PC Mainboard Identification

Every now and then, we see questions in the PC911 Forum regarding identification of the mainboard installed in a PC

Many users simply don't know the make and model of the mainboard (motherboard or mobo) that their systems are built around. Does this really matter? No ... not unless and until something goes wrong where you need that info to effect a repair. Or, until you decide to perform some DIY system upgrade and suddenly you need to know something specific about the board.

If all was done according to Hoyle when you purchased your system, you received some sort of documentation with it. Many times, that documentation will include at least a spec sheet itemizing the individual components, and at best it will include a User's Guide or manual for the mobo.

Several types of system upgrades might require the user to have this documentation. Sometimes, you will need to change jumper or DIP switch settings when installing a processor of a different type or speed. Some memory changes will also require such changes. Then there are such tasks as enabling or disabling integrated sound, modem, and video features. Or, maybe you're just plain curious! If you find yourself in the position of needing to identify an unknown mainboard, fret not - there are several workable alternatives to throwing darts at a list of mobo makers.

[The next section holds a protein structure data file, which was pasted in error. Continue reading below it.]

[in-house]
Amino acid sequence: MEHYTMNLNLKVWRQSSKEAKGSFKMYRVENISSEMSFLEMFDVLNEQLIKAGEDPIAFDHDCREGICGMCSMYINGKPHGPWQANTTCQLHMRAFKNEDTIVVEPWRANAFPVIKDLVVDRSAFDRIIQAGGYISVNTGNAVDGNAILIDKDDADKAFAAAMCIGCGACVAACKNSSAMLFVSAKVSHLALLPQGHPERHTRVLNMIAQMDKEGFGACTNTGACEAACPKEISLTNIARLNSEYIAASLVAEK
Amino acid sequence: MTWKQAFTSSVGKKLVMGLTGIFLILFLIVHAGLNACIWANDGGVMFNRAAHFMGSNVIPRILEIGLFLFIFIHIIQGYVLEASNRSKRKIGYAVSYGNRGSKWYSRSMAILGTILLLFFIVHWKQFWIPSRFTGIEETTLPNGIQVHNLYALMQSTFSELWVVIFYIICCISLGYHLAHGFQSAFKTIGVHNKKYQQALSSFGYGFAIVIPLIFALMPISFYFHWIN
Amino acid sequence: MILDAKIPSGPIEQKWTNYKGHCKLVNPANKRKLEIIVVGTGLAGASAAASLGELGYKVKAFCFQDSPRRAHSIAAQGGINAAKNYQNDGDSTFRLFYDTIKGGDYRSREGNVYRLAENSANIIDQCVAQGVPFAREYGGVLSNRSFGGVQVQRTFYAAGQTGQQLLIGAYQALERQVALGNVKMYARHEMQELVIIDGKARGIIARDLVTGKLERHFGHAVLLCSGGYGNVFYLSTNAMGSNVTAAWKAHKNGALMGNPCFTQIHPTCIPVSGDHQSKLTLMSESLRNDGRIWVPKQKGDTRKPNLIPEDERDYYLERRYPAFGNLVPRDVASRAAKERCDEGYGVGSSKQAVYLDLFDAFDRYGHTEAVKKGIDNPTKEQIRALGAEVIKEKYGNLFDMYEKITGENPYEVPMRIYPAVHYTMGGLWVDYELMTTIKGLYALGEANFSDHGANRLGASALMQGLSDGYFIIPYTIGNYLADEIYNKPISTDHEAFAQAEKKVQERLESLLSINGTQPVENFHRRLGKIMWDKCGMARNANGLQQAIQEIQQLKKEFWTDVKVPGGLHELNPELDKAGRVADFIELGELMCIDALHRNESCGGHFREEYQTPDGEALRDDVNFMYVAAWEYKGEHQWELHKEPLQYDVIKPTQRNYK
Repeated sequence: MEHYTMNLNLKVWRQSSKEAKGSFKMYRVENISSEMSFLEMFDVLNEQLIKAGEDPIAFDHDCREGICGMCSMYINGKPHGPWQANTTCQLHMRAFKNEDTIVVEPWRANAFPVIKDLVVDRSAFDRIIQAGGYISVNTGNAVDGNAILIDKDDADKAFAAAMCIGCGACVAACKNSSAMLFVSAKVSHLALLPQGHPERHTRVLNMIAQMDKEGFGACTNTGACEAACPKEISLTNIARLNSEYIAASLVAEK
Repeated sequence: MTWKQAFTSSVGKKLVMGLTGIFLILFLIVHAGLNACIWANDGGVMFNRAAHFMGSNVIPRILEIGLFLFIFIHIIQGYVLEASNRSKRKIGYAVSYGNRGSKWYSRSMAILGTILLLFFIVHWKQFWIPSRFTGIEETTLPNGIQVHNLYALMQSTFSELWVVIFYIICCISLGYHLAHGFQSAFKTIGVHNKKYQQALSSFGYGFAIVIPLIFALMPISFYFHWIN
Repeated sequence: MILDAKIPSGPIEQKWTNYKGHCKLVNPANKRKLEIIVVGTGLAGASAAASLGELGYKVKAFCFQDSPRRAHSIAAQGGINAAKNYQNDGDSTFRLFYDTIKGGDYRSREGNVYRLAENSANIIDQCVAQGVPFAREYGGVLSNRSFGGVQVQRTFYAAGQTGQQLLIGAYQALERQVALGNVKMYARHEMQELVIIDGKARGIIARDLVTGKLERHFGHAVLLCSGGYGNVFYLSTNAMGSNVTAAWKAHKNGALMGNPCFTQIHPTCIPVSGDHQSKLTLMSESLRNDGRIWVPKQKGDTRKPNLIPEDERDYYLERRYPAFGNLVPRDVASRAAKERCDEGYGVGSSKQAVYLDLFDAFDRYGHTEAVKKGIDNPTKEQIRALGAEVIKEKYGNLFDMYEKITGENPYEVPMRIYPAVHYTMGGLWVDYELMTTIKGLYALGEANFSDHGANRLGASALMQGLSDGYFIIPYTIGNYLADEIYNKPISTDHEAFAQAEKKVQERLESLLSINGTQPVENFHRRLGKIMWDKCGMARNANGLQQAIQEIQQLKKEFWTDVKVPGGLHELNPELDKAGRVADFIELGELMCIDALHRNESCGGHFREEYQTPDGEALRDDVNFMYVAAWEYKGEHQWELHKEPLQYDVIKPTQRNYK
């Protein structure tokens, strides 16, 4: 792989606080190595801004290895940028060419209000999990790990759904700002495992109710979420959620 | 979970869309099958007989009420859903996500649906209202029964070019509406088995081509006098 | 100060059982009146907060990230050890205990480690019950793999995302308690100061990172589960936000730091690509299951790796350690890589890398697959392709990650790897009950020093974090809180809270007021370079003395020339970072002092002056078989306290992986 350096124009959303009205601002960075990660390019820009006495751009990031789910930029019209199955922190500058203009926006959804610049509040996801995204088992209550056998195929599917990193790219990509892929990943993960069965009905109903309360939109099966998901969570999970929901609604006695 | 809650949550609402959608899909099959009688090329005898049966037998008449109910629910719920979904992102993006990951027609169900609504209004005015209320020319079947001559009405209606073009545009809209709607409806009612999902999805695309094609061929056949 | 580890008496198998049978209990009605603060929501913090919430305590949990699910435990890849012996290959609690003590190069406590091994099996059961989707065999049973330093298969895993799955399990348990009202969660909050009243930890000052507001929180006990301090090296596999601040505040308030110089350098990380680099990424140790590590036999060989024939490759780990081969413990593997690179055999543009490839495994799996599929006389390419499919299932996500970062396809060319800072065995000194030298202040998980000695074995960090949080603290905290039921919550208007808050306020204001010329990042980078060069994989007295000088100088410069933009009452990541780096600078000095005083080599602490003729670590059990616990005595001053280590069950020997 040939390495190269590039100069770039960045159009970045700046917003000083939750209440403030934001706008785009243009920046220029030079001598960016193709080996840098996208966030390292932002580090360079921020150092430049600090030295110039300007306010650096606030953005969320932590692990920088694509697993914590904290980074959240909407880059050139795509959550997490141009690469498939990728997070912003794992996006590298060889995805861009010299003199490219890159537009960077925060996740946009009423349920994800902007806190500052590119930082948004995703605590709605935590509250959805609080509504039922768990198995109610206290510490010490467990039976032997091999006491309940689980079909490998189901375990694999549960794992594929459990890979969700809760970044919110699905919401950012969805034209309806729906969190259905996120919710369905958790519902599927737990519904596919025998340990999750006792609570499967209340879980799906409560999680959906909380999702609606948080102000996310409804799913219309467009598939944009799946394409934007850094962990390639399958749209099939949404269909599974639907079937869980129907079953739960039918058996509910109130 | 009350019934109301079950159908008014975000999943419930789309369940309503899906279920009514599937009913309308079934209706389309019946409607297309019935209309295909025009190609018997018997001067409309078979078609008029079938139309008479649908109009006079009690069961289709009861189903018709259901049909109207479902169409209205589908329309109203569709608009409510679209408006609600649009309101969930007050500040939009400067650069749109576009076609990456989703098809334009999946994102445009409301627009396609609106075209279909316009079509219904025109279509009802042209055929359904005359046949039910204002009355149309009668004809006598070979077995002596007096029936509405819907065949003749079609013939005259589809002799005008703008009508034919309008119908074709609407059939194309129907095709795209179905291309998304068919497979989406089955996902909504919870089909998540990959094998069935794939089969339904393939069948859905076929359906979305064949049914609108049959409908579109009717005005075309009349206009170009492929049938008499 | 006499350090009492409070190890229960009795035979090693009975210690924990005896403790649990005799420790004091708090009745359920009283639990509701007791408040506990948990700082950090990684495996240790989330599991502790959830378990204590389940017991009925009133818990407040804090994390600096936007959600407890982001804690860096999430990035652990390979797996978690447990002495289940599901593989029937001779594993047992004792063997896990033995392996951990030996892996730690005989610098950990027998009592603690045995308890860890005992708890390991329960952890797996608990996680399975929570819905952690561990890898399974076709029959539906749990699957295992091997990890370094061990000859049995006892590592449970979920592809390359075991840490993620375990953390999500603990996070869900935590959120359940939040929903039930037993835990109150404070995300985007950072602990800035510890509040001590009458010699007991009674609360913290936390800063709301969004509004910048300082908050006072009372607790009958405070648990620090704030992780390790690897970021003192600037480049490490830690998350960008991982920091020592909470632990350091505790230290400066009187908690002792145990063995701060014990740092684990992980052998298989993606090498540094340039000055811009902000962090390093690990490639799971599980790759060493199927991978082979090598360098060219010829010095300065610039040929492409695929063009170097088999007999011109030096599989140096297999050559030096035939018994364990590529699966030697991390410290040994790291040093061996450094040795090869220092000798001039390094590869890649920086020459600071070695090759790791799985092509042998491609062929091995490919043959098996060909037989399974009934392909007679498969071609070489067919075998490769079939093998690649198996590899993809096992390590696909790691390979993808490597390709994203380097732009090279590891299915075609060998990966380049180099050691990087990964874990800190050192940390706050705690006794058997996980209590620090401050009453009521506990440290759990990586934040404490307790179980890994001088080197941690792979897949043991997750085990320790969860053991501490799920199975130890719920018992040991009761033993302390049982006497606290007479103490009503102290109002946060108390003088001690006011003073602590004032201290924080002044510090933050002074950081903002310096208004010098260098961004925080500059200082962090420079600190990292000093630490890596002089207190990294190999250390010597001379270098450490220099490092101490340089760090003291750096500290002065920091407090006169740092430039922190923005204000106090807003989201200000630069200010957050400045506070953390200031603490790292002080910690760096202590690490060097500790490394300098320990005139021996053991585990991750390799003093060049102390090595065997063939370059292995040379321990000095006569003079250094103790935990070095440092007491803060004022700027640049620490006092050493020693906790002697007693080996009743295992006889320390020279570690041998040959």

In this article, I will concentrate on the American Megatrends and Award BIOS'es, as they are by far the ones most commonly used by modern desktop systems. I will address three basic methods for use in determining your mainboard manufacturer.

The "Lookatit" Method...

The first thing to do, and probably the last thing that many folks think of, is to simply "look at it". Many mobo makers will screen-print their ID right on the board. Ideally this ID will be on the upper (visible) surface of the board, but this is often not the case with "generic" mobo's. With some of these boards, if they are ID'ed at all, it is on the lower surface, which is normally not visible on an installed board.

Look carefully at the entire surface of the board, including those areas that may be hidden behind drives, cables, or the power supply. Many boards are labeled between their expansion slots. Another common location on newer boards is in the area of the CPU slot or socket. Also, be aware that while the board may not have its maker's name showing, it just may have its model name or number printed there for all the world to see.

While you are searching the board for make and model info, take a minute to note the location of any jumpers or DIP switches on the board. If you are doing an upgrade requiring resetting any of these devices, it will help to know where they are located. Figures 1A through 1E illustrate the mainboard identification schemes used on four different mainboards.

Figure 1A - Two model numbers on same board, on side of ISA slot

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